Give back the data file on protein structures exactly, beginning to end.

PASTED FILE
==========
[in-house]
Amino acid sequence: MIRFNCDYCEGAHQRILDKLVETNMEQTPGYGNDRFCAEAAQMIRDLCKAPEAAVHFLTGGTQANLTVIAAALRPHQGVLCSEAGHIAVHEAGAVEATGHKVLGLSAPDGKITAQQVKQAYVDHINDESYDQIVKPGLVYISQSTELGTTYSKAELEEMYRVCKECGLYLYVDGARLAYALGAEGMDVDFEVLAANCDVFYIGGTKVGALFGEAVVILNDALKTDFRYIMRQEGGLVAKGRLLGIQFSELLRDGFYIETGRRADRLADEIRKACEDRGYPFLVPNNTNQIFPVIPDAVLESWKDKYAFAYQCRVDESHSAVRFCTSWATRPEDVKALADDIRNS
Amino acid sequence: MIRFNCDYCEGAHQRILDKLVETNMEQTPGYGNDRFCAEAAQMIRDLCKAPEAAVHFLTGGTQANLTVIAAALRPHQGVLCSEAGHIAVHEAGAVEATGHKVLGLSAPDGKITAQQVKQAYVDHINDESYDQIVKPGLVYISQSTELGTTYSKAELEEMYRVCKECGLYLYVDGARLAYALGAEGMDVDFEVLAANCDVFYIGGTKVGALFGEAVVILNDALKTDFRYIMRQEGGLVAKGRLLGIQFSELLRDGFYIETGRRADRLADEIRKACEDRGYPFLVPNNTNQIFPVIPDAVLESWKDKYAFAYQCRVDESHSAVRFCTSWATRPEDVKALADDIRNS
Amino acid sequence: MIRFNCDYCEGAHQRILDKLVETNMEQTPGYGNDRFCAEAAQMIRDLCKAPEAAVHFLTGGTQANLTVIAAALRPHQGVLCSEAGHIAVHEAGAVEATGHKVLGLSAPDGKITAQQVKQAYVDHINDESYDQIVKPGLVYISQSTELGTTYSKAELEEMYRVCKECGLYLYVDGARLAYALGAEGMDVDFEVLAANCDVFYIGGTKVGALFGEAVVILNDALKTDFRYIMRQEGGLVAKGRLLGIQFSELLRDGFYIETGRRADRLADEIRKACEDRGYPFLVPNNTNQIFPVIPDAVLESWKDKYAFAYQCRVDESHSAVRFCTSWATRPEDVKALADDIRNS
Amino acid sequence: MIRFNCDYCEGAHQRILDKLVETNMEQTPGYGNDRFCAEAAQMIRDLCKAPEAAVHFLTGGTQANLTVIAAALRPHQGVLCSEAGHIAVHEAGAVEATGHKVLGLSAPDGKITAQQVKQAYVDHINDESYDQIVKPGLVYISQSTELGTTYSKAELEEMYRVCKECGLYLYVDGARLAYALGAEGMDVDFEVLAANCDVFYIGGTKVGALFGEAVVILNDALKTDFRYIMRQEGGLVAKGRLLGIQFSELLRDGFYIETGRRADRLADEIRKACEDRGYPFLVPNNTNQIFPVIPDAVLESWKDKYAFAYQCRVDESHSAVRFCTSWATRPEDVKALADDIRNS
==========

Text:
[in-house]
Amino acid sequence: MIRFNCDYCEGAHQRILDKLVETNMEQTPGYGNDRFCAEAAQMIRDLCKAPEAAVHFLTGGTQANLTVIAAALRPHQGVLCSEAGHIAVHEAGAVEATGHKVLGLSAPDGKITAQQVKQAYVDHINDESYDQIVKPGLVYISQSTELGTTYSKAELEEMYRVCKECGLYLYVDGARLAYALGAEGMDVDFEVLAANCDVFYIGGTKVGALFGEAVVILNDALKTDFRYIMRQEGGLVAKGRLLGIQFSELLRDGFYIETGRRADRLADEIRKACEDRGYPFLVPNNTNQIFPVIPDAVLESWKDKYAFAYQCRVDESHSAVRFCTSWATRPEDVKALADDIRNS
Amino acid sequence: MIRFNCDYCEGAHQRILDKLVETNMEQTPGYGNDRFCAEAAQMIRDLCKAPEAAVHFLTGGTQANLTVIAAALRPHQGVLCSEAGHIAVHEAGAVEATGHKVLGLSAPDGKITAQQVKQAYVDHINDESYDQIVKPGLVYISQSTELGTTYSKAELEEMYRVCKECGLYLYVDGARLAYALGAEGMDVDFEVLAANCDVFYIGGTKVGALFGEAVVILNDALKTDFRYIMRQEGGLVAKGRLLGIQFSELLRDGFYIETGRRADRLADEIRKACEDRGYPFLVPNNTNQIFPVIPDAVLESWKDKYAFAYQCRVDESHSAVRFCTSWATRPEDVKALADDIRNS
Amino acid sequence: MIRFNCDYCEGAHQRILDKLVETNMEQTPGYGNDRFCAEAAQMIRDLCKAPEAAVHFLTGGTQANLTVIAAALRPHQGVLCSEAGHIAVHEAGAVEATGHKVLGLSAPDGKITAQQVKQAYVDHINDESYDQIVKPGLVYISQSTELGTTYSKAELEEMYRVCKECGLYLYVDGARLAYALGAEGMDVDFEVLAANCDVFYIGGTKVGALFGEAVVILNDALKTDFRYIMRQEGGLVAKGRLLGIQFSELLRDGFYIETGRRADRLADEIRKACEDRGYPFLVPNNTNQIFPVIPDAVLESWKDKYAFAYQCRVDESHSAVRFCTSWATRPEDVKALADDIRNS
Amino acid sequence: MIRFNCDYCEGAHQRILDKLVETNMEQTPGYGNDRFCAEAAQMIRDLCKAPEAAVHFLTGGTQANLTVIAAALRPHQGVLCSEAGHIAVHEAGAVEATGHKVLGLSAPDGKITAQQVKQAYVDHINDESYDQIVKPGLVYISQSTELGTTYSKAELEEMYRVCKECGLYLYVDGARLAYALGAEGMDVDFEVLAANCDVFYIGGTKVGALFGEAVVILNDALKTDFRYIMRQEGGLVAKGRLLGIQFSELLRDGFYIETGRRADRLADEIRKACEDRGYPFLVPNNTNQIFPVIPDAVLESWKDKYAFAYQCRVDESHSAVRFCTSWATRPEDVKALADDIRNS